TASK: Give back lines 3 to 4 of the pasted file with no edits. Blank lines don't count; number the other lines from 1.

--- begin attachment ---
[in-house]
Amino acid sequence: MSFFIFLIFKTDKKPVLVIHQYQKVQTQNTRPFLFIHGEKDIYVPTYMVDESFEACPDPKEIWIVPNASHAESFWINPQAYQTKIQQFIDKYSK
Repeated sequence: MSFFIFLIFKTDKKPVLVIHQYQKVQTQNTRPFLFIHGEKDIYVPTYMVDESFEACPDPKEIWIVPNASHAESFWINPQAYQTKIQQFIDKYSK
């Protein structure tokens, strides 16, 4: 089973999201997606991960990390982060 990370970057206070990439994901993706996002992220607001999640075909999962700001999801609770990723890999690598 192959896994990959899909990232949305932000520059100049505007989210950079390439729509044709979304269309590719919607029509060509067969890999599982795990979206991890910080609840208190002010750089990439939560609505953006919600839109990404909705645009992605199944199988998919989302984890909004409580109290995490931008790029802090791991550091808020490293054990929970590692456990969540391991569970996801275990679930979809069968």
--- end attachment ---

Repeated sequence: MSFFIFLIFKTDKKPVLVIHQYQKVQTQNTRPFLFIHGEKDIYVPTYMVDESFEACPDPKEIWIVPNASHAESFWINPQAYQTKIQQFIDKYSK
């Protein structure tokens, strides 16, 4: 089973999201997606991960990390982060 990370970057206070990439994901993706996002992220607001999640075909999962700001999801609770990723890999690598 192959896994990959899909990232949305932000520059100049505007989210950079390439729509044709979304269309590719919607029509060509067969890999599982795990979206991890910080609840208190002010750089990439939560609505953006919600839109990404909705645009992605199944199988998919989302984890909004409580109290995490931008790029802090791991550091808020490293054990929970590692456990969540391991569970996801275990679930979809069968």